Tanya Gold's take on the royal family's ability to project an impression of thrift while spending vast sums of public money is, in my humble republican opinion, the most entertaining published response to the appeal court's ruling that Prince Charles's correspondence with Tony Blair's cabinet should be published. The Guardian's leader on the topic of the so-called 'black spider' memos is also a stimulating read. I suspect the attorney general has a real fight on his hands. His argument appears to be that we must not know what Prince Charles's most passionate political opinions are because he is not supposed to have political opinions, and that his correspondence must therefore be suppressed because it might compromise the public's impression of his political neutrality. Convoluted or simply deluded? You choose.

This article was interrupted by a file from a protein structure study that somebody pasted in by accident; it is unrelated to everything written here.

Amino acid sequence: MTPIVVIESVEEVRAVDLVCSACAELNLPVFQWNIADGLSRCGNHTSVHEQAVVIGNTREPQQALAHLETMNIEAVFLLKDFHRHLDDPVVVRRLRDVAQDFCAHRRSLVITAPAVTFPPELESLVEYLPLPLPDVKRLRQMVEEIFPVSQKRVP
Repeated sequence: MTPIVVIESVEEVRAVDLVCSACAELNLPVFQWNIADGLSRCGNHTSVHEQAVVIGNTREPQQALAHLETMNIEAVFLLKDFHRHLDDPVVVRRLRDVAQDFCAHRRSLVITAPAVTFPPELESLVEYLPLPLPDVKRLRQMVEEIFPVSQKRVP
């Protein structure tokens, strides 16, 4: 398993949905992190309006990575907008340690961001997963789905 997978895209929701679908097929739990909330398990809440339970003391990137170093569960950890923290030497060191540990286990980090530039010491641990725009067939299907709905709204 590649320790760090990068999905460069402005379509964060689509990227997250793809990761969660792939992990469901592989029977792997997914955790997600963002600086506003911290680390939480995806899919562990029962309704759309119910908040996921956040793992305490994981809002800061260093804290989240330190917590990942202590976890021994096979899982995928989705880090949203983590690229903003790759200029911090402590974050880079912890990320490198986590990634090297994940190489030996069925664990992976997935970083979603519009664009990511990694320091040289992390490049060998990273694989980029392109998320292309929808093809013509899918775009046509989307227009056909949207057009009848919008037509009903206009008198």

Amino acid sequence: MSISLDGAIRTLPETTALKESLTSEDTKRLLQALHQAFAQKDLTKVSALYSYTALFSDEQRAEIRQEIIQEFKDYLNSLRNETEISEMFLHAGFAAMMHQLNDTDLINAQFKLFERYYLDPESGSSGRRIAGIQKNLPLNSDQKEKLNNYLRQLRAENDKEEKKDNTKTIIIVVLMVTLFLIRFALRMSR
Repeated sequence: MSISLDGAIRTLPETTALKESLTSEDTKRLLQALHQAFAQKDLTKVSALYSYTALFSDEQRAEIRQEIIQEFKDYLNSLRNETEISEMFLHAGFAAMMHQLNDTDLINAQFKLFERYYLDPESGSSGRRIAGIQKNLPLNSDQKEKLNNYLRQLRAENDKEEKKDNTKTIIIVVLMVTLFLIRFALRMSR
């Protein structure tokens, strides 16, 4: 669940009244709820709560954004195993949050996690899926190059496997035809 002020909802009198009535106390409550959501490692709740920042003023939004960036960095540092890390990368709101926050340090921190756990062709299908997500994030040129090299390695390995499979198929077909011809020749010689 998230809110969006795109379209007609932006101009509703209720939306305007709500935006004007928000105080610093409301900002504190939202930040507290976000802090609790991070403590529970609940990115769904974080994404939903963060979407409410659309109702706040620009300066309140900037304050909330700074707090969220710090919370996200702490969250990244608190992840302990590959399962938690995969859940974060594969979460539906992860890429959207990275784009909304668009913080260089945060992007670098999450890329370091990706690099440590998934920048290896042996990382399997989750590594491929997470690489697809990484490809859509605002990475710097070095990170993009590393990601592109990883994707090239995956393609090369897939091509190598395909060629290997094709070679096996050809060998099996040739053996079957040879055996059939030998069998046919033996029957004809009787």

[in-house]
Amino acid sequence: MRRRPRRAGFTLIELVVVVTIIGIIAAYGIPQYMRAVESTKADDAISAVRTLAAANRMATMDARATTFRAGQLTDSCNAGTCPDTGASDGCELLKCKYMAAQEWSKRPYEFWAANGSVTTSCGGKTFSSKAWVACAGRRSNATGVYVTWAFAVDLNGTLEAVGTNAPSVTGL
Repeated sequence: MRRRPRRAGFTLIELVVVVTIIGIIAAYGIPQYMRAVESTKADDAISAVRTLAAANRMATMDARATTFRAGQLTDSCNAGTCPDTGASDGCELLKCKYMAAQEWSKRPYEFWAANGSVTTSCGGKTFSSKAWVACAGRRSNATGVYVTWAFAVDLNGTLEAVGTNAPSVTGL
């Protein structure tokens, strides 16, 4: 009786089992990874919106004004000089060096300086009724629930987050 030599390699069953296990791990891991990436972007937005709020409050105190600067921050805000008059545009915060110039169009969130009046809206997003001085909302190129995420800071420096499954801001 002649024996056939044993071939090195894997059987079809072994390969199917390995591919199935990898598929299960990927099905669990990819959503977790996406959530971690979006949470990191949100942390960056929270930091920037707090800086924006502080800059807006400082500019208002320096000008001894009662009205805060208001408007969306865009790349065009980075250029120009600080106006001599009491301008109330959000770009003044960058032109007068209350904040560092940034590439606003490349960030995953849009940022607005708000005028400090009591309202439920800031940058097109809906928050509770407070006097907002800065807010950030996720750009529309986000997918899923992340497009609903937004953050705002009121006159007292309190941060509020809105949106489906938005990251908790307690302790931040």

'While I'm no Elle Macpherson, I'm tall, slim, blonde and, so often I'm told, a good looking woman. I know how lucky I am. But there are downsides to being pretty - the main one being that other women hate me for no other reason than my lovely looks.'
The above will be very familiar not just to us journalism students. Unless you have been living under a rock for the past 48 hours you will recognise that as an excerpt from the now infamous Daily Mail article written by Samantha Brick.